Potential Gains: What is almost assured is that the Bloc will return to some of the regions of Quebec where the Tories have made gains. This means the Beauce, around Quebec City, and in the Saguenay. These are more traditionally Bloc regions, and it would be an important victory to return to these regions. In a best-case scenario, the Bloc could even increase its caucus in an election by anywhere from one to four seats. A worst-case scenario would still see a return to Quebec City and the Saguenay.

Potential Losses: The Liberals will make some major gains in the province, which means the Bloc could lose some of its seats in Montreal and south of the St. Lawrence. The Liberals could even take a foothold in Quebec City. The Bloc is assured to lose some seats to the Liberals, the only question is whether those can be made up by seat gains over the Tories. In a worst-case scenario the Bloc risks dipping to historic lows in popular support, and could even lose a tenth of its caucus or more. In a best-case scenario, the Bloc would still be pushed out of some of the regions in which it would like to remain: central Montreal, the Outaouais, and the Cantons-de-l'Est.


Situation: The NDP has sunk in the polls, losing between 7% and 34% of its 2008 support. The NDP is stagnant in the West but has lost important support in Ontario, Quebec, and Atlantic Canada.

Potential Gains: None. While the NDP can always pull out an upset or two in individual ridings, it is extremely unlikely that the NDP would gain seats or even support in any region of the country.

Potential Losses: The NDP risks losing half of its caucus. The NDP currently has a very respectable 37 MPs, but they would be lucky to get out of an election with more than 20. The NDP is currently a pan-Canadian party, with seats in every region. But even in a best-case scenario, say 17% nationally, the NDP could lose its footholds in Alberta and Quebec. The latter loss would be especially significant. A worst-case scenario would see half of the NDP caucus disappear and Layton reduced to somewhere between 15 and 20 seats. That would be disastrous for a party that has made major strides in the last few elections. From this perspective, the NDP have the most to lose in an election, as though the Tories could lose government, it doesn't look like they can keep it for long anyway. With strong parties on the centre-right and centre-left, Canada is likely to see alternating governments for as long as those two parties remain whole. But for the NDP to return to virtual insignificance would be a tremendous blow.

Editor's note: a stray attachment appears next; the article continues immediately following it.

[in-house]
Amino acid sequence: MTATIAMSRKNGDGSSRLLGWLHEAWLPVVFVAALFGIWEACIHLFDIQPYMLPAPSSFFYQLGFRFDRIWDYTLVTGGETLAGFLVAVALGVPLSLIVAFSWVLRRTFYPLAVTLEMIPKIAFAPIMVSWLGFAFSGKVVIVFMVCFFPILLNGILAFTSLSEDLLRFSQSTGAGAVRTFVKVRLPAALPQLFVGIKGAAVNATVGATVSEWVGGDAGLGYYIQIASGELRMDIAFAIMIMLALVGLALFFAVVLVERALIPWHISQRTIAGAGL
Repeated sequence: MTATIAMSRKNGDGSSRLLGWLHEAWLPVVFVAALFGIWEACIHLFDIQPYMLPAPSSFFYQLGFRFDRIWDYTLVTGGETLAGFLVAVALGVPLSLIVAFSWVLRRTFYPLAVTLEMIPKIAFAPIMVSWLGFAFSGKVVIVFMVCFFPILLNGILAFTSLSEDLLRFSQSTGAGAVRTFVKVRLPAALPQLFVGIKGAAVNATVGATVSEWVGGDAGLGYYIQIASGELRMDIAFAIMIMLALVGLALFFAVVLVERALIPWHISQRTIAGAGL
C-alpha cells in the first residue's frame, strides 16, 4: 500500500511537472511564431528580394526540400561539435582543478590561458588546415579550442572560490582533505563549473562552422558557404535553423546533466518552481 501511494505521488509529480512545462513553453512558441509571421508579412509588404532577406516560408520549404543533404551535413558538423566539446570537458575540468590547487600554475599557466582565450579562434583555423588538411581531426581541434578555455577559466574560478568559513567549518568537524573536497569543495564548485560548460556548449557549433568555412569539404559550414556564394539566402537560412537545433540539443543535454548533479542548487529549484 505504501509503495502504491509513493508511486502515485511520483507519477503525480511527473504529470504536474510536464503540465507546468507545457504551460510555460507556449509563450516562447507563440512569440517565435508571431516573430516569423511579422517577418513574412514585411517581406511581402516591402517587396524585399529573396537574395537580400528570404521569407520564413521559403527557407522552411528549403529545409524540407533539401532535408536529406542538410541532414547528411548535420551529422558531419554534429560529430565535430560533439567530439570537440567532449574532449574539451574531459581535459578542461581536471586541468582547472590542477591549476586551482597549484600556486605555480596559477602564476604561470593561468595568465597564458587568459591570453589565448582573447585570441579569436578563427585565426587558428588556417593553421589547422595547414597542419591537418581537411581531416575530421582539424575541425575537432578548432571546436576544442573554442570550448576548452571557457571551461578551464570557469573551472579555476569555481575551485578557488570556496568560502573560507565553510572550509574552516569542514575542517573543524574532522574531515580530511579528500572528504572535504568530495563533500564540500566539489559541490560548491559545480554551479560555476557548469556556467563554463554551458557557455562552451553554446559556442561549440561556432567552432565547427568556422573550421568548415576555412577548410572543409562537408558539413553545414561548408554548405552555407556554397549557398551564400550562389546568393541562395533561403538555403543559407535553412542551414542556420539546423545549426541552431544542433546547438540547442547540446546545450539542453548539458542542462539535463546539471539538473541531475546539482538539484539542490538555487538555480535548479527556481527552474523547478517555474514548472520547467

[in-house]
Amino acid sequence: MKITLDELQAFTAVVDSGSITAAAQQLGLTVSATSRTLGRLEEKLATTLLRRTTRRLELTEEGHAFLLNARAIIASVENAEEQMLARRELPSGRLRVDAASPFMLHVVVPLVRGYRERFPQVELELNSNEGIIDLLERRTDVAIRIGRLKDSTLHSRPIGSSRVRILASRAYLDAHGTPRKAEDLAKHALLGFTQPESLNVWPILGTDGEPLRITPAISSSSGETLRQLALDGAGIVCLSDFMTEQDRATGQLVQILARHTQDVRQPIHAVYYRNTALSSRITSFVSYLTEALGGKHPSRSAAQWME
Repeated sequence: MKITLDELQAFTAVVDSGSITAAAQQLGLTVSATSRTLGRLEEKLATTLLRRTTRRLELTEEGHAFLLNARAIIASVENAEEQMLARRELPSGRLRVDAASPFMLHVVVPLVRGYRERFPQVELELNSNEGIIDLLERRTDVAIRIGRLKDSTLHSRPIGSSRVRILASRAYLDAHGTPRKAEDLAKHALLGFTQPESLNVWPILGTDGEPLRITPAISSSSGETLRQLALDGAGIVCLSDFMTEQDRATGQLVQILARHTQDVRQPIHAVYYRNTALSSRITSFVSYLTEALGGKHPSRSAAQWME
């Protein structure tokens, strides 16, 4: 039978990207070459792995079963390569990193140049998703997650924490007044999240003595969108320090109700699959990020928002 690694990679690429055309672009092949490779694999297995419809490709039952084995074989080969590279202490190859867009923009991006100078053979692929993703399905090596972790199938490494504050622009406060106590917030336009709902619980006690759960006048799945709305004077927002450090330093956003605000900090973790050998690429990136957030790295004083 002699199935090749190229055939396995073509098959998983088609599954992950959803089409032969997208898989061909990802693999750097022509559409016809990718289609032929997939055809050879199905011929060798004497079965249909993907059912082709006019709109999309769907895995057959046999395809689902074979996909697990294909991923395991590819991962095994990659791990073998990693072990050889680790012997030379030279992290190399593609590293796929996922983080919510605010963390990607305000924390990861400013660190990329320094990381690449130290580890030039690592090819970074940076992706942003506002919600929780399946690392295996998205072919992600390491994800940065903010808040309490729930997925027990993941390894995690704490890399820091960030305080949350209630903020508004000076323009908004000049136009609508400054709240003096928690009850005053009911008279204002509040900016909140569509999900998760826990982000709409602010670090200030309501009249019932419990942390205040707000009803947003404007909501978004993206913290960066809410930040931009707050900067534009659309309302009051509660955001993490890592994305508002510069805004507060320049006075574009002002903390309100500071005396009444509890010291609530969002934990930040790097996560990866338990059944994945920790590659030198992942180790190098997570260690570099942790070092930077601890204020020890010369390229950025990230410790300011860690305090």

The Greens are polling relatively well, and would likely increase their national vote level to 8% or 9%. A seat victory is unlikely, but Elizabeth May could pull out a victory in Central Nova if Peter MacKay steps aside, as has been rumoured. Of course, with no real results from the 2008 election, the Greens could stand to lose some support. In any case, the Greens only make themselves relevant during an electoral campaign, so any election for them is a positive.